AFTER initially hoping to launch the new AFL Women’s season in December to run over summer, the AFL and AFL Players Association officially declared on Thursday that the 2022 season will instead commence in the first weekend of the New Year. The extra month to prepare – with preseason initially expected to begin in September – was provided due to the ever-evolving COVID-19 pandemic and various stages of state lockdowns.
The eight Victorian sides and the GWS GIANTS would be unable to hold preseason training at this stage, and therefore the move to delay the start of the season will allow a greater chance of not only all teams having an equalised preseason in the lead-up to the competition, but also a greater chance of allowing as many fans into matches as possible. Along with the delayed start, the preseason training start date has also been shifted back to October. The season will still contain an extra round compared to 2021 – 10 – which is also the final season of 14 sides.
AFL General Manager Women’s Football Nicole Livingstone said the decision was made around the health and safety of all stakeholders involved in the AFL Women’s competition.
“This year’s NAB AFLW Competition saw the best season yet with the quality of the game continuing to attract supporters and inspire hundreds of thousands of girls and women to play football,” Ms Livingstone said.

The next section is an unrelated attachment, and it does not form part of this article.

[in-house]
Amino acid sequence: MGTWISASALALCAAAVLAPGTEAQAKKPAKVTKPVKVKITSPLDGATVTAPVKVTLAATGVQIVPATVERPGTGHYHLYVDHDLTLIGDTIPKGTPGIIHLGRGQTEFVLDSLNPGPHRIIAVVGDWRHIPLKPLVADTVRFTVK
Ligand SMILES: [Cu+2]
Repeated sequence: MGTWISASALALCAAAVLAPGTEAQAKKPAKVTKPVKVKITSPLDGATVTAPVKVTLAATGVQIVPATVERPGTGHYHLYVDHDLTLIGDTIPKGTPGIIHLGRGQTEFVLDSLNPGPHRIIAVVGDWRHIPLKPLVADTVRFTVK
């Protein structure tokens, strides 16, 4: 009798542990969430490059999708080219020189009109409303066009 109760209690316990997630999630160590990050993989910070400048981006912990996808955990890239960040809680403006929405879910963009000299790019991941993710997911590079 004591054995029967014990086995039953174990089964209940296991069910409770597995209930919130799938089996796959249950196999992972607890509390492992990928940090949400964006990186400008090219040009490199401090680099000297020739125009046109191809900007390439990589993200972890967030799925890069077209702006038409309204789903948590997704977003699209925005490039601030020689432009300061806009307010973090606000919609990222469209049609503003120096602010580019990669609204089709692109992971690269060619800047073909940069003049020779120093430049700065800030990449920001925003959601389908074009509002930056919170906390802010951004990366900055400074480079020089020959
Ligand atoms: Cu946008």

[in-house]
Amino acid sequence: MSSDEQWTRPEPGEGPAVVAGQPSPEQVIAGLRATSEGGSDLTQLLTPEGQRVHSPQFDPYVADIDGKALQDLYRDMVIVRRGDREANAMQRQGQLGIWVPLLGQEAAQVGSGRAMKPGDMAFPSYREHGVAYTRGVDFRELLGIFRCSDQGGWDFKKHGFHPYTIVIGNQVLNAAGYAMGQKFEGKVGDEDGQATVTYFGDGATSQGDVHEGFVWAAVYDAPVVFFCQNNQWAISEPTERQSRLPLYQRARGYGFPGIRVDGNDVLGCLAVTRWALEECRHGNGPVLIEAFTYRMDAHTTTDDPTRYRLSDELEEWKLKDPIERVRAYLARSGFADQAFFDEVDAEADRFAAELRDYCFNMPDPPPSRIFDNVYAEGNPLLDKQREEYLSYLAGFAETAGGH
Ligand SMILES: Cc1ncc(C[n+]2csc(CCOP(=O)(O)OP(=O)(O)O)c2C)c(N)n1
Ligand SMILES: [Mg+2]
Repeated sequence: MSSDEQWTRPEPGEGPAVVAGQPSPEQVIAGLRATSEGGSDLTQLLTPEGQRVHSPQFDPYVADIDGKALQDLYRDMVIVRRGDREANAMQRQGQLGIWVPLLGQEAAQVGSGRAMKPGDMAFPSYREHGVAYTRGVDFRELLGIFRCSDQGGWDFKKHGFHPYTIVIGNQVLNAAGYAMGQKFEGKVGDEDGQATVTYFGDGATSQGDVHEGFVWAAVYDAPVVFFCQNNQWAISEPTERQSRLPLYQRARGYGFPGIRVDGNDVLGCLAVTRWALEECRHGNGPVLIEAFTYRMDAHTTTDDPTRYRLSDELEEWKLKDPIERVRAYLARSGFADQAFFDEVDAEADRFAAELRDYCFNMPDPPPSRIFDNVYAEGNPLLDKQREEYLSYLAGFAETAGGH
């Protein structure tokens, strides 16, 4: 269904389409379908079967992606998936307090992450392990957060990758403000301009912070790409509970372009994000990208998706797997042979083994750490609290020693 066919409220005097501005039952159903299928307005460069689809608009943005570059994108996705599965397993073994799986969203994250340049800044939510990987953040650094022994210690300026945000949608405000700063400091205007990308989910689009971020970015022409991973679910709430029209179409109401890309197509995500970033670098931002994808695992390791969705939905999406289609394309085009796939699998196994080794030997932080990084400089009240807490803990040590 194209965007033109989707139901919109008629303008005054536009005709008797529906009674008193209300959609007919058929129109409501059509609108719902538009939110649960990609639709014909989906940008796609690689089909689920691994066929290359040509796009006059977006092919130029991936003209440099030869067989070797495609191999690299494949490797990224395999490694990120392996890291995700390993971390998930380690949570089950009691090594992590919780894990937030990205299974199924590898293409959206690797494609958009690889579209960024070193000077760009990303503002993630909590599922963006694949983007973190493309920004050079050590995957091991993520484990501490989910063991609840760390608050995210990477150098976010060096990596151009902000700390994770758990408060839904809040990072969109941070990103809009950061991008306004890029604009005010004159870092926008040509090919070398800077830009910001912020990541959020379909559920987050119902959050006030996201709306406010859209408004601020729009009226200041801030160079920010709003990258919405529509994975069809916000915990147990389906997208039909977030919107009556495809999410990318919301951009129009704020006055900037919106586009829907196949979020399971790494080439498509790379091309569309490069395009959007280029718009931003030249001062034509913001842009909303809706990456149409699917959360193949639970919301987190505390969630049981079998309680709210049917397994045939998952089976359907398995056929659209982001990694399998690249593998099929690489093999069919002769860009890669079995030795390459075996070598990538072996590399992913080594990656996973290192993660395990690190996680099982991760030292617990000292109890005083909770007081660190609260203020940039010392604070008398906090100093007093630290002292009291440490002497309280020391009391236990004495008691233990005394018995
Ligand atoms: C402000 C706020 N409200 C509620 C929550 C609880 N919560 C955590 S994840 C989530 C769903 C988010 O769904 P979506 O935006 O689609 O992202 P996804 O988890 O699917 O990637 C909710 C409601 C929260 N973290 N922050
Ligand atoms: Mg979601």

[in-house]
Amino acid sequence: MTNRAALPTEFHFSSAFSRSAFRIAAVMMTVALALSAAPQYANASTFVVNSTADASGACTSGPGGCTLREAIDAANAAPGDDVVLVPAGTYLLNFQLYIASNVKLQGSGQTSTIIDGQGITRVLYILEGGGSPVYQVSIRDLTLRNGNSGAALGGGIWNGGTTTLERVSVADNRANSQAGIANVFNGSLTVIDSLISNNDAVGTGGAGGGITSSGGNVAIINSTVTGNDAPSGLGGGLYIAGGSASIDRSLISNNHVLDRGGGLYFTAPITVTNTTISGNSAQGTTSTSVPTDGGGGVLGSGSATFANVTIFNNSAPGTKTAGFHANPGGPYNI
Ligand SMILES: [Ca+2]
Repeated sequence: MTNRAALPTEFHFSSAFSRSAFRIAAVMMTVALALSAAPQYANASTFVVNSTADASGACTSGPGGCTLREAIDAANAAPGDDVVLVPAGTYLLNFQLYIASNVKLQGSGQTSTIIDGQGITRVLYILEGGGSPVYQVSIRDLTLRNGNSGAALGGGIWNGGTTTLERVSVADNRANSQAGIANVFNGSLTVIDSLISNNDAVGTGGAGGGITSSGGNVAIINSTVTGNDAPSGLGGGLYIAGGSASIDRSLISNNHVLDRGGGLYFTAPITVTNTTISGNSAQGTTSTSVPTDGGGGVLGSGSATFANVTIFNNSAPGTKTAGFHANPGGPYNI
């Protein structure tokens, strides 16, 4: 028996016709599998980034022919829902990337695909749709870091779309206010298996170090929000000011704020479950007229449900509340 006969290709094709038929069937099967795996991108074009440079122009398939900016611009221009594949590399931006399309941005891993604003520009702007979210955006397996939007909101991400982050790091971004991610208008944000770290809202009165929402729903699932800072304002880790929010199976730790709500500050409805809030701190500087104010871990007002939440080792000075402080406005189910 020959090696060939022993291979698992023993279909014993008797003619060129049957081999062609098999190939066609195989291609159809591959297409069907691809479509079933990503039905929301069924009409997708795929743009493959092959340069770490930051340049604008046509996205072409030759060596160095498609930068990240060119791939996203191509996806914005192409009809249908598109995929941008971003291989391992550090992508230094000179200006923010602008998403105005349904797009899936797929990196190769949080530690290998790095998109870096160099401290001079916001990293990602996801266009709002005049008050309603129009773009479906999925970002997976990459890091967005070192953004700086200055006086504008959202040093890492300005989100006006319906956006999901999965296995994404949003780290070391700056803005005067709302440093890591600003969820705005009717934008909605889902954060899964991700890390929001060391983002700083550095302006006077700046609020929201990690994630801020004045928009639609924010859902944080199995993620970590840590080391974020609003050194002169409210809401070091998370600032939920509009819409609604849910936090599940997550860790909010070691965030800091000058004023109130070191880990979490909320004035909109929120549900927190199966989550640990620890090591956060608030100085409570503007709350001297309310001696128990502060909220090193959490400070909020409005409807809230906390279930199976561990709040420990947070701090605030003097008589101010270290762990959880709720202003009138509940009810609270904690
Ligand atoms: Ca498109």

“The 2021 season was also the most challenging yet due to the ongoing COVID-19 pandemic affecting all but two rounds of the Competition.
“As we prepare for Season Six, we know the nature of playing professional sport in a pandemic means we will continue to be presented with challenges in the lead up to and during the season and, as a result, have made the decision for the NAB AFLW Competition to commence in January next year.”
AFL Players’ Association Chief Executive Officer Paul Marsh thanked the clubs for understanding the decision and said given the current landscape not only from a football point of view, but an overall environment point of view, it was the only sensible choice to make.
“The AFLPA and players understand the challenges that COVID is currently presenting to society and our industry. The decision to push back the start of the season is a sensible one in the current circumstances and has been worked through with AFLW player leaders,” he said.
“The players’ ongoing flexibility is to be commended and we appreciate the AFL’s willingness to in turn work with us to recognise the impact of these changes on the players’ non-football lives in the agreement we have reached with them.”
The 2022 AFL Women’s fixture will be determined once there is more clarity around the state-by-state government orders.